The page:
Humans have a built-in resistance to too much change. It’s a survival trait: stick with what you know. This is why we all run with the herd – to feel successful, one is expected to work hard and fit in. One does NOT become a hooker. I felt strongly that I was crossing a line, one that couldn’t be uncrossed. However I also knew that doing things the ‘normal’ wasn’t helping me. Sometimes having the courage to change is also a necessary survival trait!
I remember being petrified when I met my first ever client. I was ashamed of my nervousness when he turned out to be a gentle, disabled man who worked for Social Services. I remember the faces of all the women I met at Scarlet Lady, young and old, who shared their advice with me. I remember the ‘lightbulb’ moment when I realised that in a client-worker dynamic, sex workers have all the power: power to help people feel good about themselves, to counsel, to teach. I wasn’t just making a quick buck, I was fulfilling a vital function. Our Western society simultaneously over-values and under-values sex – we use it to sell everything from cars to frozen meals, but we deny its importance on a personal level. I believe that everyone has the right to inhabit their own sexual spaces; to be accepting of their own diverse sexualities and to be able to share that consensually with others. This is a necessary part of living and without it we all become sad, lonely and insecure. Sex work provides space and support for people off all genders and backgrounds. It is indispensable.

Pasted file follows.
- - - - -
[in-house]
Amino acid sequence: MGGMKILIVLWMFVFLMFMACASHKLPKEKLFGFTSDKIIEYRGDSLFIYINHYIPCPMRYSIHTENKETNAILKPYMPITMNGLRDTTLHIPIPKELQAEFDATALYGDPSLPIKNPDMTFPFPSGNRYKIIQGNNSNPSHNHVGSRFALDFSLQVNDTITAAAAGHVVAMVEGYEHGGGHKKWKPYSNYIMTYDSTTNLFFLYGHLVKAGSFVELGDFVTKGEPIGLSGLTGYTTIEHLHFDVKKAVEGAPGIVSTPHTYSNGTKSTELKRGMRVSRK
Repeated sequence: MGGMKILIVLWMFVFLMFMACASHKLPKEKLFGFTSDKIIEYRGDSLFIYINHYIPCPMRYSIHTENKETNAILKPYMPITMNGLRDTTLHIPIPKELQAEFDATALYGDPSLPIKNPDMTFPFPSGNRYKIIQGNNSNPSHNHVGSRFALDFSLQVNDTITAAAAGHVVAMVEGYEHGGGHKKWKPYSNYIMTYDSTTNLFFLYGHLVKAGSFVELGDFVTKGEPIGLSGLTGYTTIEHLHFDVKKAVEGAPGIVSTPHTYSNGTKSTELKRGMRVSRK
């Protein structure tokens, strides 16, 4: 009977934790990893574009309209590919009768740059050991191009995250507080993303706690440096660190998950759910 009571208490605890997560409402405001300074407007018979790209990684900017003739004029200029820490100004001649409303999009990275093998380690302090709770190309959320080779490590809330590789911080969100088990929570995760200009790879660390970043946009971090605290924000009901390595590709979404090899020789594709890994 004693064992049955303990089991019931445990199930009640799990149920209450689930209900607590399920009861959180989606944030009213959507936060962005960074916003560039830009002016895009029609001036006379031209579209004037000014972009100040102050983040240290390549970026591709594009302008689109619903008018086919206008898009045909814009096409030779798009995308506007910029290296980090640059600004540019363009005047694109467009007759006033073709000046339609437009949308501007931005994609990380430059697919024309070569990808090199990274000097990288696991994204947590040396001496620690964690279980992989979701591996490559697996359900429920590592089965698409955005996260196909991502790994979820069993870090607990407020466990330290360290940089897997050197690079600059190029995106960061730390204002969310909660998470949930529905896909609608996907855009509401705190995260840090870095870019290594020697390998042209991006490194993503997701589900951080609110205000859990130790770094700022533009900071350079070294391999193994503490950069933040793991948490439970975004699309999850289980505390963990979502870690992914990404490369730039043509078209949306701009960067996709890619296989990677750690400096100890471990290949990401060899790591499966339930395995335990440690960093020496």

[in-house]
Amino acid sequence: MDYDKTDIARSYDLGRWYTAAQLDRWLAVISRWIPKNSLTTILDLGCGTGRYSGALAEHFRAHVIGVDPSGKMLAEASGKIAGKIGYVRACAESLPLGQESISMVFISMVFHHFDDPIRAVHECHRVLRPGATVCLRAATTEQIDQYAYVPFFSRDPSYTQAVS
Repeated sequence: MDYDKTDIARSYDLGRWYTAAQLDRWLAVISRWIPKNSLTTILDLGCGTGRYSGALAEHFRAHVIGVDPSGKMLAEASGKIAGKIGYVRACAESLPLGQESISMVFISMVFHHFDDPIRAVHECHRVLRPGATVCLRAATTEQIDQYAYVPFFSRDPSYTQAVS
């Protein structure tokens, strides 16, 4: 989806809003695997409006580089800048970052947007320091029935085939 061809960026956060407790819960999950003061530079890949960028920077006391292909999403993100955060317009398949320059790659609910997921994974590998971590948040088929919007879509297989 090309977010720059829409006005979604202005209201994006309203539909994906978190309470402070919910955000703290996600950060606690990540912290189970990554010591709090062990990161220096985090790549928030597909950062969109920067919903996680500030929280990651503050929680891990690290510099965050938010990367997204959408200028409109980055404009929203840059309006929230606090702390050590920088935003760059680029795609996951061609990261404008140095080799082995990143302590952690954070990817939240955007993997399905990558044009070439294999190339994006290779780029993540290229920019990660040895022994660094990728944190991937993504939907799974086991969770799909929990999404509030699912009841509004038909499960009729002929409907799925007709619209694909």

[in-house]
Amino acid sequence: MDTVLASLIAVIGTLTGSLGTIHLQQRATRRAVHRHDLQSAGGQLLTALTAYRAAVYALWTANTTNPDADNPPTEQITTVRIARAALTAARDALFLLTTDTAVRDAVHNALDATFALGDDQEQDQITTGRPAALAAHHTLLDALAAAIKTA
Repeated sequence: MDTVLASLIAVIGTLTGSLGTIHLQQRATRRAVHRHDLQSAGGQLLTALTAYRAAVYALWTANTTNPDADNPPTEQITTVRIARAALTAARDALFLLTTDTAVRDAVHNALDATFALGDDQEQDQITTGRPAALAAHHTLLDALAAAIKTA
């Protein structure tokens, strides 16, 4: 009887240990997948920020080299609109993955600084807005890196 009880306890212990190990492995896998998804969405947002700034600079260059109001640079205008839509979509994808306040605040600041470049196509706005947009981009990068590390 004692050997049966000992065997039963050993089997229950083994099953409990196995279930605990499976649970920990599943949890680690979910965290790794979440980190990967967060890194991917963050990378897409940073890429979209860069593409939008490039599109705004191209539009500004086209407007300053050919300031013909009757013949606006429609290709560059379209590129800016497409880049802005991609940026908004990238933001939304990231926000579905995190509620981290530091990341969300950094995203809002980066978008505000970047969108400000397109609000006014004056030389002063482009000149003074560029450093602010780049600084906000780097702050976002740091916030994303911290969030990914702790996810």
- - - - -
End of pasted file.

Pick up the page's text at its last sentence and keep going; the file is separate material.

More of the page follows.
The road out of depression is a long one, an uphill battle. But I can honestly say that the process started right there, in a room full of women sharing endless pots of tea and talking about life and sex…or in a tiny bedroom with gilt wallpaper where men chose to reveal to me their needs and insecurities. I was reconnected too, finding a place where I could make myself and others happy. Sex work did save me, and I’m grateful.